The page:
Ahhhhhhhhhhh-- "to be the one that finally tamed the beast." Gotcha!!
Maybe the vampire in your story needs to be a REAL beast--not just broody and tortured but with a seriously messed up past. I'm imagining a locked up vampire who melts the heart of his female jailer . . . .
Usually one story will have a character with more...oomph. More pull. If not, I look at all the bright ideas and ask the protagonist of each to tell me why they need their story written NOW. Can they wait? If so, I look at the next one. If there's no character yet, then it's a blank idea--I may jot it down (or not, because I'm drawn to write about characters.) I also look at the problem the character comes with. Is it a problem I want to write about? Does it resonate with my own concerns? If there are four or five stories, each of which seems to have an interesting character whose problem also interests me...I'll write the opening paragraph for each one. When I find myself writing the fourth and fifth paragraph because I can't stop, I've found the right next story.
If you want to write a vampire story...do it. But think about the vampire--and what other characters are in the story--and make them interesting in themselves. What besides being a vampire interests you? When you imagine a vampire, you probably imagine something related to what you've read and seen on the screen...but also different. Find the difference, and use it.
Why not write a vamp/love story where that it's kinda like romeo and juliet where the humans and the vamps hate each other but the 2 want to be together... and the twist could be something like if the vamp (man or the woman) would turn the human (the man or the woman) into a vamp, the person would instantly die... so the only way they can be together is for him to become human... but in doing so, he has to kill his vampire-self... and it has tragic consequences...
take an existing idea and re-write it with your own spin... make it yours.. own it... be proud of it and love it!
When you're early on in the writing game, the best strategy is to write as much of what comes into your head as you can. You don't yet know--can't know, until you've written quite a few stories--which are "your" stories and which are, as you suspect some of yours are, pretty much taken from ideas that have been around and influencing you. The way to find out is to write them. Write the one you most want to write first. This is not a waste of time. This is part of learning your craft. Writers must create their own toolkit out of the raw materials of what they've read and experienced, and their own individual personality and way of dealing with what they've read and experienced.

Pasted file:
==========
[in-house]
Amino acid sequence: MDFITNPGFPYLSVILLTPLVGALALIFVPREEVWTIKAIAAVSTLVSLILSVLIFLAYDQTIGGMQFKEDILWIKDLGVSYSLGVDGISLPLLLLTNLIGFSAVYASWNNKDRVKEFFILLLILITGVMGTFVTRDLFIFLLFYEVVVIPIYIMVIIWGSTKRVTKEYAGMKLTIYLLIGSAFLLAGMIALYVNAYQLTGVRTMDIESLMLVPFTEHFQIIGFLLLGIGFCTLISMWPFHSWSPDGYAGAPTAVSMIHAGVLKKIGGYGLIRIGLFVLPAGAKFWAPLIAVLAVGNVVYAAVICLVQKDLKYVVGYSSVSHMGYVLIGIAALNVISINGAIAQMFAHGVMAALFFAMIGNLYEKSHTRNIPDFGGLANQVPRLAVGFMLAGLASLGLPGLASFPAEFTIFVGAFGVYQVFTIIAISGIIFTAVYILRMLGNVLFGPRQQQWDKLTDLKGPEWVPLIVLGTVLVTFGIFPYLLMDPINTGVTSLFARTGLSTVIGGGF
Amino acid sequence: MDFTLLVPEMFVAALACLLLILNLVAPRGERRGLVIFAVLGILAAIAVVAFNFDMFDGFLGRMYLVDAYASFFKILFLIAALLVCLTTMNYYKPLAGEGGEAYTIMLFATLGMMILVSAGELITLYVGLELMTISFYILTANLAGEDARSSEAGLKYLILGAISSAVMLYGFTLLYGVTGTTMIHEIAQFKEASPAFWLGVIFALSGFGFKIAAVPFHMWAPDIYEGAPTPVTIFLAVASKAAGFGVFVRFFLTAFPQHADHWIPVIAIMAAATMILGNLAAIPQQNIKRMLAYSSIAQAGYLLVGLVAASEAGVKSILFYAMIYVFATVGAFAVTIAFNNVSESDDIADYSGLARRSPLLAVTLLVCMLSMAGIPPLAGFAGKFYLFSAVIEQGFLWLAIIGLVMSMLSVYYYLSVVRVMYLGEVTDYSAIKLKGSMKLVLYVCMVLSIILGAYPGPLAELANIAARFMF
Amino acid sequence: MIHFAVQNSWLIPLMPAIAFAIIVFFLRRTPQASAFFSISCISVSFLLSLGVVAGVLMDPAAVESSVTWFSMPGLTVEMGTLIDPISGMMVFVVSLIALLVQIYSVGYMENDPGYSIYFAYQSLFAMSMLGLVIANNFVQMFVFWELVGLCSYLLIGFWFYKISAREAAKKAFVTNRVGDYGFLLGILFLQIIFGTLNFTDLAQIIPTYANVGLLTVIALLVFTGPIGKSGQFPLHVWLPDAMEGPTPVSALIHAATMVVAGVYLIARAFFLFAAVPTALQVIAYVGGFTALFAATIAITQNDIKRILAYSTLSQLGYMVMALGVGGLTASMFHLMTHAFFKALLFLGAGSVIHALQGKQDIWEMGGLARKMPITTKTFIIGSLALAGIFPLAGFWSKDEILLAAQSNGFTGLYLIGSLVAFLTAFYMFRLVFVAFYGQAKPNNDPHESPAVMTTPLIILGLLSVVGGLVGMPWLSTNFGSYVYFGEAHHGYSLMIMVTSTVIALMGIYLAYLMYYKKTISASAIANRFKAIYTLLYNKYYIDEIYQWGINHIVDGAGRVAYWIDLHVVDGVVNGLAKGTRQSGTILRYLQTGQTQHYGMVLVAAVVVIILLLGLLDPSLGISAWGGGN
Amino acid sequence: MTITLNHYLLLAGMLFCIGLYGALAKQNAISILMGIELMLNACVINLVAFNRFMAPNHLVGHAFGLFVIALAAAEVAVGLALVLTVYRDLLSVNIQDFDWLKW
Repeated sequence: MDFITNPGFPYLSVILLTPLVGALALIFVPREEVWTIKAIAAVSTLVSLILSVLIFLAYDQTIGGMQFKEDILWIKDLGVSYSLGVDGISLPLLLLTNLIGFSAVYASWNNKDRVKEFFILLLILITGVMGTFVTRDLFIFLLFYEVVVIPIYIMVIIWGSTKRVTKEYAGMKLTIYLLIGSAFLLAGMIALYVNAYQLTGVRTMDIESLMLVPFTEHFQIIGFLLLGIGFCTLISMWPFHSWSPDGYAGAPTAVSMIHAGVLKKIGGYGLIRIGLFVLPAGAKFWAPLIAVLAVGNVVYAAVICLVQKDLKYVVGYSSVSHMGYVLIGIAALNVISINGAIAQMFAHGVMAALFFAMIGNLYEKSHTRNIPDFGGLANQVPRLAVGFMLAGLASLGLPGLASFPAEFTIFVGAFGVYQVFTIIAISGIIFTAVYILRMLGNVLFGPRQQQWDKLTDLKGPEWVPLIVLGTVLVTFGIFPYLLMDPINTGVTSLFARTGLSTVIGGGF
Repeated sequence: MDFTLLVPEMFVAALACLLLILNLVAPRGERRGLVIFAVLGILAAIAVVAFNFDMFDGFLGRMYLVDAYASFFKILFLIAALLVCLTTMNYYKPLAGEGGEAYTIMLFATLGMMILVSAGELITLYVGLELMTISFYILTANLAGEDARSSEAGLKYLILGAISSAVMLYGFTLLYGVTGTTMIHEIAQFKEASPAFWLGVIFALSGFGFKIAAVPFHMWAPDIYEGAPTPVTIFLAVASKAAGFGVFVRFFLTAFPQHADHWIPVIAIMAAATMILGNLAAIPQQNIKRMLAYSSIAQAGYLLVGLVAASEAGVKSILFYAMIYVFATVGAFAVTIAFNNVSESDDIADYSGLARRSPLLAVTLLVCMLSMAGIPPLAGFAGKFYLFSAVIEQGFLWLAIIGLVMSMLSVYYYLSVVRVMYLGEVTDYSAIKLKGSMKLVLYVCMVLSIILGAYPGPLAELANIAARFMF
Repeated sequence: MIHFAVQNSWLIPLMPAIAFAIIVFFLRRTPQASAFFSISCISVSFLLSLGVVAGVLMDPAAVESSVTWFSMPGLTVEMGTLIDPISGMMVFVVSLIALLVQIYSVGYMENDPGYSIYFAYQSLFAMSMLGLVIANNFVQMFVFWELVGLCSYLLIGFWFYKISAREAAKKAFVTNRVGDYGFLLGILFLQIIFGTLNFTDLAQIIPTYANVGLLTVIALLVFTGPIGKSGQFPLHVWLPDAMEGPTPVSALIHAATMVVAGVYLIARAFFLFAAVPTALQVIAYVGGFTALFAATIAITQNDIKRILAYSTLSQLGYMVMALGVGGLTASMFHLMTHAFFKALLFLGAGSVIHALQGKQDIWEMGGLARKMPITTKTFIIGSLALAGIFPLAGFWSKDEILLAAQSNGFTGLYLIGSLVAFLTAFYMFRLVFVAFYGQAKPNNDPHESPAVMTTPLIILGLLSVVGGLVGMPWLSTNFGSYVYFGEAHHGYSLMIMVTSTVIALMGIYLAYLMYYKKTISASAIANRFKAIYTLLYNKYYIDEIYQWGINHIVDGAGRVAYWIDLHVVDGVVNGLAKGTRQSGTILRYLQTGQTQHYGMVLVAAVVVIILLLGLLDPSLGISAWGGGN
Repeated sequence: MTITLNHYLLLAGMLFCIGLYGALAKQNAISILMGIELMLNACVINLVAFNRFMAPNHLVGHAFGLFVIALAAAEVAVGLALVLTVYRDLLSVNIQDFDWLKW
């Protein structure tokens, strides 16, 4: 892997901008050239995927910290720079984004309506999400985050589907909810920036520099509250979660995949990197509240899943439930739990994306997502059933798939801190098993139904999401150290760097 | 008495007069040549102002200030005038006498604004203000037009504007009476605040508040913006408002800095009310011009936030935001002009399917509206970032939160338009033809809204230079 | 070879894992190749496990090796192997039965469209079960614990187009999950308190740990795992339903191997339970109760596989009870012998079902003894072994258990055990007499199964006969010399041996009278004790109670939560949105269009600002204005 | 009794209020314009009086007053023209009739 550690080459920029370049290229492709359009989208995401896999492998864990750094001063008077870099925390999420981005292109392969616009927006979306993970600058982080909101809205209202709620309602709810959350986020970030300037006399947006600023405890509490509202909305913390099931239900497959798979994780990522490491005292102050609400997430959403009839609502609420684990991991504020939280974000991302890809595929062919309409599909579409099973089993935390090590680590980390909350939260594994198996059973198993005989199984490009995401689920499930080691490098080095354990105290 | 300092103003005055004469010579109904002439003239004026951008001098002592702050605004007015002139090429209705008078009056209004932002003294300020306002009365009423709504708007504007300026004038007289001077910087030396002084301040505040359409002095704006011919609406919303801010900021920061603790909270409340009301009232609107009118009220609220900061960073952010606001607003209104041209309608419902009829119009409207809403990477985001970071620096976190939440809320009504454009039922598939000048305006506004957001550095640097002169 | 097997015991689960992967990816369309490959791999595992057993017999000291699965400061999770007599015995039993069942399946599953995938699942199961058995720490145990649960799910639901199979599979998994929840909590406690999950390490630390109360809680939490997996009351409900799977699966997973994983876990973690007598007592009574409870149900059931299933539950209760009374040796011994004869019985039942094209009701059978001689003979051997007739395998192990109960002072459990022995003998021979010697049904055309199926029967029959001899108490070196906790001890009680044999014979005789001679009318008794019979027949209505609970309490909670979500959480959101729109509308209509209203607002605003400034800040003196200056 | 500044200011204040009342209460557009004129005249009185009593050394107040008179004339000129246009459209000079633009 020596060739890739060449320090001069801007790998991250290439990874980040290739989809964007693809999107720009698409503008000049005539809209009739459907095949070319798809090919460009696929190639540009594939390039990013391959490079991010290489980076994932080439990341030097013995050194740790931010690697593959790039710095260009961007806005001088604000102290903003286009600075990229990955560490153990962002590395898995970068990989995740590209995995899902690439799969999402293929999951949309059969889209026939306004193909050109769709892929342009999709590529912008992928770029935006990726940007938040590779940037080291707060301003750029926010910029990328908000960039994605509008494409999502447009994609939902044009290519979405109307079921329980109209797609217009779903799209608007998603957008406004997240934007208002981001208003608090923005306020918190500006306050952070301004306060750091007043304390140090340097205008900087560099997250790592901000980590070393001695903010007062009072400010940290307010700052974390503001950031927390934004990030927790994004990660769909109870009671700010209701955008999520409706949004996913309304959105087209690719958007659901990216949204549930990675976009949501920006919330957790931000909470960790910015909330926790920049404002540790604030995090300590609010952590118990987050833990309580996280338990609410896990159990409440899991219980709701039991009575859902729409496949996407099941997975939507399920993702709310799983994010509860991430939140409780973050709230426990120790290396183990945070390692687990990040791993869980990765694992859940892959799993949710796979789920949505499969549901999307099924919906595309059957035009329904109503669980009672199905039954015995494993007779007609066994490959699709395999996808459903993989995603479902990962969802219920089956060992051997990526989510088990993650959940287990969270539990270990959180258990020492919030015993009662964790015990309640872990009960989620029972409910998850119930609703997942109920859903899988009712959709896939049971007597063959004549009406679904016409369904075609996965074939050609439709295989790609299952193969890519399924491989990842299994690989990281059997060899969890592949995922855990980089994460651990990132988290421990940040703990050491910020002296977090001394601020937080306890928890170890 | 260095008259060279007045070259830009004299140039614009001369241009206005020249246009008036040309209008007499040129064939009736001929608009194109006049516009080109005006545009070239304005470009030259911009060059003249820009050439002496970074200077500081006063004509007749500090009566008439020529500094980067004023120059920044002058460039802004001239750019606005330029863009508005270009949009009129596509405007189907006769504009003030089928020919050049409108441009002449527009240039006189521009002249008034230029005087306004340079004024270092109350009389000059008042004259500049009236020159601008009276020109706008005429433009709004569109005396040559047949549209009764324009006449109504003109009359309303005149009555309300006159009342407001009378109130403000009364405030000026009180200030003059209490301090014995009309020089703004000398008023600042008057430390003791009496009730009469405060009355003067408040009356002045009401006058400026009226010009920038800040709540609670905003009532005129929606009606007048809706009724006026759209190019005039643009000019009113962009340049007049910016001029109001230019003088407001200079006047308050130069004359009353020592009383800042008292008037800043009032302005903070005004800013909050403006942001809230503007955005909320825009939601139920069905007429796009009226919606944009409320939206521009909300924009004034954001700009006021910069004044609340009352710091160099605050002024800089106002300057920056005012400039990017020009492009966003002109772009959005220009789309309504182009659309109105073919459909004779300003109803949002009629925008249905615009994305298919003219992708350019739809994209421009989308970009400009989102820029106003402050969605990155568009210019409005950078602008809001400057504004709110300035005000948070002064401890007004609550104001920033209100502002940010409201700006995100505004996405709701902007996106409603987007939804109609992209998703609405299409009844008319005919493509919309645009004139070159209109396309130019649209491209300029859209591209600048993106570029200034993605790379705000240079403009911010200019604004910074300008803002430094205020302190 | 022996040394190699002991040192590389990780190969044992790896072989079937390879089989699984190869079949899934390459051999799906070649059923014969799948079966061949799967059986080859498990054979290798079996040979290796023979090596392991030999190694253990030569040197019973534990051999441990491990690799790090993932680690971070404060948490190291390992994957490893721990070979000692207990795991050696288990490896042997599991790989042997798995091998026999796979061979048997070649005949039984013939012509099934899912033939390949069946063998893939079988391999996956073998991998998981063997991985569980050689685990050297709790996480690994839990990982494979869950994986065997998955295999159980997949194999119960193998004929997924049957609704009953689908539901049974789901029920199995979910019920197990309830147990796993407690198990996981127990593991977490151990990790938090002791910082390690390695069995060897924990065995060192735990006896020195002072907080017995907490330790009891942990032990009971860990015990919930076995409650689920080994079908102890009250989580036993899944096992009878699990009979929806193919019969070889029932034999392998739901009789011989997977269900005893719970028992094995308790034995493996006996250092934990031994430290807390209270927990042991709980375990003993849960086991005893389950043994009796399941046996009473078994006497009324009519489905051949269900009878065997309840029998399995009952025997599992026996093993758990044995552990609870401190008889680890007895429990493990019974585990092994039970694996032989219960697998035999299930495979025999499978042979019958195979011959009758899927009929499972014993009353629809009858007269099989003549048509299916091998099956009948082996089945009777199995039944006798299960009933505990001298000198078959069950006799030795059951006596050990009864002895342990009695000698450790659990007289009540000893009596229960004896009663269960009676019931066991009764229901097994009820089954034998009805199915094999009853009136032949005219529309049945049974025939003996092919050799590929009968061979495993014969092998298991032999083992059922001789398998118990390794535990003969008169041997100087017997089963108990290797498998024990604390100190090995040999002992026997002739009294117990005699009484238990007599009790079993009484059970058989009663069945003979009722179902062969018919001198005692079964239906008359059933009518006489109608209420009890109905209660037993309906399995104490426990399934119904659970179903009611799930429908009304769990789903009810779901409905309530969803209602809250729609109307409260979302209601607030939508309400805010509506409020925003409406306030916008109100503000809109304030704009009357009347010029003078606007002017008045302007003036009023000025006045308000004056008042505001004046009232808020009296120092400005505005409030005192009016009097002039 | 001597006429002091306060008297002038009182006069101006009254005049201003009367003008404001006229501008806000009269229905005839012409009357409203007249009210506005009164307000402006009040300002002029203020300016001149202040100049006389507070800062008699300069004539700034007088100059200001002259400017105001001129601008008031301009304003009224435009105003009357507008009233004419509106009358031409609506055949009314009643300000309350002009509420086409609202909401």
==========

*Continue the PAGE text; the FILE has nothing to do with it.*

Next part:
You may decide halfway through that no, this isn't the one you want to write. That's OK. I worried a lot about the unfinished stories as I was creeping (it seemed) toward writing publishable work...but none of that time and effort was truly wasted. I learned about myself and my abilities--my talents and my blind spots and weak places--by writing the stories that came to me.
Write what you love. Write the stories you want to write. If you make them yours--if your voice comes through--then you're on the right track. It's too early to worry about what's marketable, what's been overdone, etc. until you've got the finished stories that are clearly your stories, in your voice. How long that takes I can't say. Some people hit their stride early; some, like me, are slower, but get to a good spot in the end. But if you concentrate on the work, and on writing what you care about and want to write, you're putting yourself on the right road for you.